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Heat Shock Factor Protein 1 (HSF1) antibody
Human, Mouse (Murine), Rat (Rattus), Cow (Bovine), Guinea Pig, Hamster, Monkey, Rabbit
Alternatives Western Blotting (WB), Immunoprecipitation (IP), Immunocytochemistry (ICC), ELISA, Gel Shift (GS)
|6 references available|
|Quantity||25ug (1mg/mL) (Variants)|
|Price||152.90 $ Plus shipping costs $45.00|
|Availability||Will be delivered in 3 to 4 Business Days|
|Immunogen||Purified recombinant HSF1 protein|
HSF1, or heat shock factor 1, belongs to a family of Heat Shock transcription factors that activate the transcription of genes encoding products required for protein folding, processing, targeting, degradation, and function. The up-regulation of HSP (heat shock proteins) expression by stressors is achieved at the level of transcription through a heat shock element (HSE) and a transcription factor (HSF). Most HSFs have highly conserved amino acid sequences. On all HSFs there is a DNA binding domain at the Nterminus. Hydrophobic repeats located adjacent to this binding domain are essential for the formation of active trimers. Towards the C-terminal region another short hydrophobic repeat exists, and is thought to be necessary for suppression of trimerization. There are two main heat shock factors, 1 and 2. Mouse HSF1 exists as two isoforms, however in higher eukaryotes HSF1 is found in a diffuse cytoplasmic and nuclear distribution in un-stressed cells. Once exposed to a multitude of stressors, it localizes to discrete nuclear granules within seconds. As it recovers from stress, HSF1 dissipates from these granules to a diffuse nuceloplasmic distribution. HSF2 on the other hand is similar to mouse HSF1, as it exists as two isoforms, the alpha form being more transciptionally active than the smaller beta form. Various experiments have suggested that HFS2 may have roles in differentiation and development.
|Characteristics||Accession Number: NP_005517.1|
|Specificity||Detects an ~85kDa protein in unstressed cell lysates, and an ~95kDa protein in heat shocked cell lysates, corresponding to the molecular mass of inactive and active forms of HSF1 on SDS PAGE immunoblots.|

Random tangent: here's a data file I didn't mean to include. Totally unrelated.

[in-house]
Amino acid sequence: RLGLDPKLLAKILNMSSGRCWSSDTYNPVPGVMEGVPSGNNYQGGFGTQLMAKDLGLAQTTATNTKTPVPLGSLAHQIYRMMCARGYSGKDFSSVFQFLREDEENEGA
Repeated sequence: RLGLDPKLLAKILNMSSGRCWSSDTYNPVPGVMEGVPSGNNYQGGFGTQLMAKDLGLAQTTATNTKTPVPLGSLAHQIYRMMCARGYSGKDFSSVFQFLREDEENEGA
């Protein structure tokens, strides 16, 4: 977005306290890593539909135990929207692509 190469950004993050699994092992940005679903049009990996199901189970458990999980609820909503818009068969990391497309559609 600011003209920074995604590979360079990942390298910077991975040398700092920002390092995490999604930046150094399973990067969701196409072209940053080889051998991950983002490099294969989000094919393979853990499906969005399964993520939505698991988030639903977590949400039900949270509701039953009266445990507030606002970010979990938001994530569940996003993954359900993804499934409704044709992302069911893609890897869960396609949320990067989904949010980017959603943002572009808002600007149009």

|Sensitivity||1 µg/mL of SMC-118 was sufficient for detection of HSF1 in 20µg of heat shocked HeLa cell lysate by ECL immunoblot analysis using Goat anti-rat IgG: HRP as the secondary antibody|
|Synonyms||ARABIDOPSIS THALIANA CLASS A HEAT SHOCK FACTOR 1A, ARABIDOPSIS THALIANA HEAT SHOCK FACTOR 1, ATHSF1, ATHSFA1A, CLASS A HEAT SHOCK FACTOR 1A, DL4910C, FCAALL.107, HEAT SHOCK FACTOR, HEAT SHOCK FACTOR 1, HSF1, HSFA1A, hsf1, Hsf, xhsf1, HSTF1, AA960185|
|Application Notes||1µg/ml was sufficient for detection of HSF1 by ECL immunoblot in 20µg of HeLa lysate.|
|Purification||Protein G purified|
|Buffer||PBS pH7.4, 50% glycerol|
|Storage||Store at -20° C. Shipping Conditions: Blue Ice or 4° C|
|Storage Shipping Temp Max||Blue Ice or 4 °C|
|Research Area||Heat Shock Proteins, Chromatin and Nuclear Signaling, Transcription Factors, Neurology|
|Restrictions||For Research Use only|
|HSF1 (10H8), HeLa cells mitosis|
McMillan, Xiao, Shao et al.: "Targeted disruption of heat shock transcription factor 1 abolishes thermotolerance and protection against heat-inducible apoptosis." in: The Journal of biological chemistry, Vol. 273, Issue 13, pp. 7523-8, 1998 (PubMed).
Morimoto: "Regulation of the heat shock transcriptional response: cross talk between a family of heat shock factors, molecular chaperones, and negative regulators." in: Genes & development, Vol. 12, Issue 24, pp. 3788-96, 1999 (PubMed).
Jolly, Usson, Morimoto: "Rapid and reversible relocalization of heat shock factor 1 within seconds to nuclear stress granules." in: Proceedings of the National Academy of Sciences of the United States of America, Vol. 96, Issue 12, pp. 6769-74, 1999 (PubMed).
Morano, Thiele: "Heat shock factor function and regulation in response to cellular stress, growth, and differentiation signals." in: Gene expression, Vol. 7, Issue 4-6, pp. 271-82, 1999 (PubMed).
Tanaka, Namba, Arai et al.: "Genetic evidence for a protective role for heat shock factor 1 and heat shock protein 70 against colitis." in: The Journal of biological chemistry, Vol. 282, Issue 32, pp. 23240-52, 2007 (PubMed).
Monechi, Fiumalbi, De Monte et al.: "[Investigation on health status of silica exposed workers in "cotto Fiorentino" companies]" in: Giornale italiano di medicina del lavoro ed ergonomia, Vol. 29, Issue 3 Suppl, pp. 736-7, 2008 (PubMed).